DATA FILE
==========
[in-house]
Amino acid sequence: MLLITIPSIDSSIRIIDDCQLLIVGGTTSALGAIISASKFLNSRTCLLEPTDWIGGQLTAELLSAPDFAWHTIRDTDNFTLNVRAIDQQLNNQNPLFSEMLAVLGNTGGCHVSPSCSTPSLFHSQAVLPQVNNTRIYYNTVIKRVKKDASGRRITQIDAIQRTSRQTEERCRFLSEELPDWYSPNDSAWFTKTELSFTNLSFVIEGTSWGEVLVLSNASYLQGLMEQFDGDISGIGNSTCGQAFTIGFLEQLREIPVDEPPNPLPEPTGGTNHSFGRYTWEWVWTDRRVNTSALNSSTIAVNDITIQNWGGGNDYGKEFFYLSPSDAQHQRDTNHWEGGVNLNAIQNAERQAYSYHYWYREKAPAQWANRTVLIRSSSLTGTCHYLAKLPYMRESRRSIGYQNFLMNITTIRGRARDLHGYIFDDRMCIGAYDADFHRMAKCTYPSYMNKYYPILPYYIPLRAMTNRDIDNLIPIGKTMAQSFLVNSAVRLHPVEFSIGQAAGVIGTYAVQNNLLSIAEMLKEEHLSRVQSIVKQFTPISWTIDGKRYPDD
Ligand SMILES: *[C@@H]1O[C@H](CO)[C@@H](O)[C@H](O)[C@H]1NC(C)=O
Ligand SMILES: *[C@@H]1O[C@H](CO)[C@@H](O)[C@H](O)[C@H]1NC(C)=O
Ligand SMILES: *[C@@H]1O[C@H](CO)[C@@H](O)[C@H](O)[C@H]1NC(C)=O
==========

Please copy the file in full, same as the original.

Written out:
[in-house]
Amino acid sequence: MLLITIPSIDSSIRIIDDCQLLIVGGTTSALGAIISASKFLNSRTCLLEPTDWIGGQLTAELLSAPDFAWHTIRDTDNFTLNVRAIDQQLNNQNPLFSEMLAVLGNTGGCHVSPSCSTPSLFHSQAVLPQVNNTRIYYNTVIKRVKKDASGRRITQIDAIQRTSRQTEERCRFLSEELPDWYSPNDSAWFTKTELSFTNLSFVIEGTSWGEVLVLSNASYLQGLMEQFDGDISGIGNSTCGQAFTIGFLEQLREIPVDEPPNPLPEPTGGTNHSFGRYTWEWVWTDRRVNTSALNSSTIAVNDITIQNWGGGNDYGKEFFYLSPSDAQHQRDTNHWEGGVNLNAIQNAERQAYSYHYWYREKAPAQWANRTVLIRSSSLTGTCHYLAKLPYMRESRRSIGYQNFLMNITTIRGRARDLHGYIFDDRMCIGAYDADFHRMAKCTYPSYMNKYYPILPYYIPLRAMTNRDIDNLIPIGKTMAQSFLVNSAVRLHPVEFSIGQAAGVIGTYAVQNNLLSIAEMLKEEHLSRVQSIVKQFTPISWTIDGKRYPDD
Ligand SMILES: *[C@@H]1O[C@H](CO)[C@@H](O)[C@H](O)[C@H]1NC(C)=O
Ligand SMILES: *[C@@H]1O[C@H](CO)[C@@H](O)[C@H](O)[C@H]1NC(C)=O
Ligand SMILES: *[C@@H]1O[C@H](CO)[C@@H](O)[C@H](O)[C@H]1NC(C)=O